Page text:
Are you tired of hearing myths associated with midwifery? Even though an increasing number of women are turning to nurse-midwives for their care, many myths still exist around the profession and what the care and birth experience entails. Help us bust these top midwifery myths by downloading the graphics below. Feel free to use our suggested social media captions, tag Frontier Nursing University and use the hashtag #MidwiferyMyths.
What is a Certified Nurse-Midwife? A Certified Nurse-Midwife (CNM) is a primary health care provider to women of all ages throughout their lives. CNMs focus on gynecologic and family planning services, as well as preconception, pregnancy, childbirth, postpartum and newborn care. They also provide primary care such as conducting annual exams, writing prescriptions, and offering basic nutrition counseling. Learn more about CNMs by clicking the button below.
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Suggested Social Media Caption: Did you know certified nurse-midwives must have extensive education and are required to pass a national certification exam? The majority of certified nurse-midwives earn their bachelor’s degrees, begin working as registered nurses, and then go back to school for two to three more years to complete their master’s degree in nurse-midwifery. Some go on to earn a doctoral degree, the highest degree in clinical nursing practice.
Suggested Social Media Caption: While nurse-midwives are the leading experts on coping with labor pain naturally, they can also prescribe medication or an epidural. Nurse-midwives work with the patient to come up with the best plan for pain relief, depending on their preferences.
Suggested Social Media Caption: Nurse-midwives work with women and families throughout all stages of life, NOT just during pregnancy and birth as many believe. They have a variety of expert knowledge and skills including pregnancy, birth, the postpartum experience, menopause, and so much more!
Suggested Social Media Caption: Did you know you actually do not have to choose between a nurse-midwife or an OBGYN. You can have both! Creating a team with your nurse-midwife and an OBGYN allows them to work together to meet all of your needs, and gives you a highly effective plan for care.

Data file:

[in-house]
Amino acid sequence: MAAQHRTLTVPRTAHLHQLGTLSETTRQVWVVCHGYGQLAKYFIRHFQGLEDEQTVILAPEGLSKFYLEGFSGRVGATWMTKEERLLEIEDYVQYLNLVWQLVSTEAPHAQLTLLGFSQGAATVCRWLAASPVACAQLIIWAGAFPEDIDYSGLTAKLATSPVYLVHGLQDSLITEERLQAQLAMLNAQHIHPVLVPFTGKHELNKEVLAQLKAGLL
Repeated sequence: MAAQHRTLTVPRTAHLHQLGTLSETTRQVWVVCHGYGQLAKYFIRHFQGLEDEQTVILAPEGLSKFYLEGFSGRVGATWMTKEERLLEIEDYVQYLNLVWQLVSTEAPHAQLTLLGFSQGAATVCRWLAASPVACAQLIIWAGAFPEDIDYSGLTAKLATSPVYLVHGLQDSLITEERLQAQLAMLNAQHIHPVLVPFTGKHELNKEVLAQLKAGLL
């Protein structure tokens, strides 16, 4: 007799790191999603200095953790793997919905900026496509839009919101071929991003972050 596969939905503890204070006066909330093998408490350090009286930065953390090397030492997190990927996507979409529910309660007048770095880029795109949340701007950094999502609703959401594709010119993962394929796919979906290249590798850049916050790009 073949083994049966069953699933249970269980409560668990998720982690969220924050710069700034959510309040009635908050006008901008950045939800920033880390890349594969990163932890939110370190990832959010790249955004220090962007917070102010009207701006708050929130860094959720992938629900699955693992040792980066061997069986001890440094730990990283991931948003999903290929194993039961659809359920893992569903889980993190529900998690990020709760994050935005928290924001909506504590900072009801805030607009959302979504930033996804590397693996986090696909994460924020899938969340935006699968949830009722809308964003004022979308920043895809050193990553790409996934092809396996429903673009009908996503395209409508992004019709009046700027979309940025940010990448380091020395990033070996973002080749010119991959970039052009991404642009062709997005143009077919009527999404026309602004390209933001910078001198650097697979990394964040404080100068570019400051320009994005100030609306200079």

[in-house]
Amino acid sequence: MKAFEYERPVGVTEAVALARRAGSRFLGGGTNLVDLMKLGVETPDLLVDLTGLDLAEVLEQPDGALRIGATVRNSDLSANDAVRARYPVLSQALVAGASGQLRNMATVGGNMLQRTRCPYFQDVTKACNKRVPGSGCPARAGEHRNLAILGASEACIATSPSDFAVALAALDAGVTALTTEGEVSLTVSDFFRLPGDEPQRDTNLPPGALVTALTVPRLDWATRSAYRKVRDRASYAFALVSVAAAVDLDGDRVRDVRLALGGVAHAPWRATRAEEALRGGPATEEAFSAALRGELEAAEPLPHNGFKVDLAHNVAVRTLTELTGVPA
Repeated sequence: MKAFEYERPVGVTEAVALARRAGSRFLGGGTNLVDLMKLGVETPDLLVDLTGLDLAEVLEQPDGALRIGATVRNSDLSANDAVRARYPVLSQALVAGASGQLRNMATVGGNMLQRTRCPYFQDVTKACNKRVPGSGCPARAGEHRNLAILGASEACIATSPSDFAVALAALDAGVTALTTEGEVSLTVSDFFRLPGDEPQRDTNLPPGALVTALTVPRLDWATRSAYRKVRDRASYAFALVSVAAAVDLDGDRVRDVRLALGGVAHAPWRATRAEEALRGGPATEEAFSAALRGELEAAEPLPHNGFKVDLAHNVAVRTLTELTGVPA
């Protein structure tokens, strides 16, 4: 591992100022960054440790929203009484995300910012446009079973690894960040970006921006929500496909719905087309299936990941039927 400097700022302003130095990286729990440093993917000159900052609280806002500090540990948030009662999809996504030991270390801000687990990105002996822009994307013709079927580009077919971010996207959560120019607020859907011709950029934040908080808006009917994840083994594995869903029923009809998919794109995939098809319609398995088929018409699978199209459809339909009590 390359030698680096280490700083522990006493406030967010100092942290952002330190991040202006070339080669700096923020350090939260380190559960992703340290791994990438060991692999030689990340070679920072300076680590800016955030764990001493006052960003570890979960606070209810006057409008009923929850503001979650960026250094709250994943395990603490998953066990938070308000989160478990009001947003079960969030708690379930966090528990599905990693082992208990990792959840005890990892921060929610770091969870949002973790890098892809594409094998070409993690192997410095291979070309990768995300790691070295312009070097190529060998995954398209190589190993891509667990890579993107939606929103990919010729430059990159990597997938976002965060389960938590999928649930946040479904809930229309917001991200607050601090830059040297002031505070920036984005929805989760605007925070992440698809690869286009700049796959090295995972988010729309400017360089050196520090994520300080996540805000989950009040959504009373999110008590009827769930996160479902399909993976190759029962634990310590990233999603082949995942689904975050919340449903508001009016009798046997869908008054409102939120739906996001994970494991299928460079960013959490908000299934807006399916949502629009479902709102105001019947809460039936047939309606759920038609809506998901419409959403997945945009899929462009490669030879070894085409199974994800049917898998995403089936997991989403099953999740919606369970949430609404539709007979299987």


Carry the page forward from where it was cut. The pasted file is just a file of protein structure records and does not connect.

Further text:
Suggested Social Media Caption: Some people think nurse-midwives only perform home births and use natural remedies. The truth is, nurse-midwives practice in various settings and most have prescriptive authority to use both natural remedies and medications. From the privacy of your own home to hospitals, medical offices, free-standing birth centers, and clinics, certified nurse-midwives may practice in multiple environments to ensure patients have access to the wide range of services they desire.
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To the casual observer, opening Birth Sanctuary Gainesville might not make a lot of sense. First, Gainesville is a rural town in Alabama with a population of less than 200. Second, because of state regulations that severely restrict the scope of care nurse-midwives can provide, there are no birth centers in the entire state. That is about to change because FNU alumni Dr. Stephanie Mitchell, DNP, CNM, CPM, plans to open Birth Sanctuary Gainesville later this year. While the uncertainties are … [Read More...]
As a nurse-midwife at St. Lawrence Health System in Potsdam, New York, Dr. Megan Gagner, DNP (Class 30), APRN, CNM, is accustomed to working in a rural, underserved area. Potsdam is located in upstate New York, close to where Gagner grew up in St. Lawrence County, just 30 minutes from the Canadian border. Gagner worked as a labor and delivery nurse at St. Lawrence Health for four and a half years while completing her nurse-midwifery degree at Frontier Nursing University. “I fell in love … [Read More...]
If you hold a Master of Science in Nursing (MSN), you may be curious about the growing trend of nurses opting for a DNP degree and whether pursuing one would be the right decision for you. In recent years, more and more nurses are choosing to advance their careers by earning a Doctor of Nursing Practice (DNP). Frontier Nursing University’s clinical doctorate is designed for registered nurses with certification as a nurse-midwife or nurse practitioner who want to take their nursing career, … [Read More...]
The Spring 2023 issue of the Frontier Nursing University Quarterly Bulletin features a look at Homecoming 2023, the first Homecoming event held on the Versailles campus. The event, which was held in March, included the presentation of FNU's annual service awards, all of whom are profiled in this issue. The award winners are: Distinguished Service to Society Award: Lisa Uncles, MSN, CNM Distinguished Service to Alma Mater Award: Dr. Mary Hunt, DNP, CNM, ENP-BC, FNP-BC, PMHNP-BC Unbridled … [Read More...]
Episode 6 of the Frontier Nursing University (FNU) All-Access Podcast features an in-depth look at birth centers and their place in the healthcare system.
An important objective for Frontier Nursing University is to define the role of the certified nurse-midwife so the public understands the broad scope of services these professionals provide.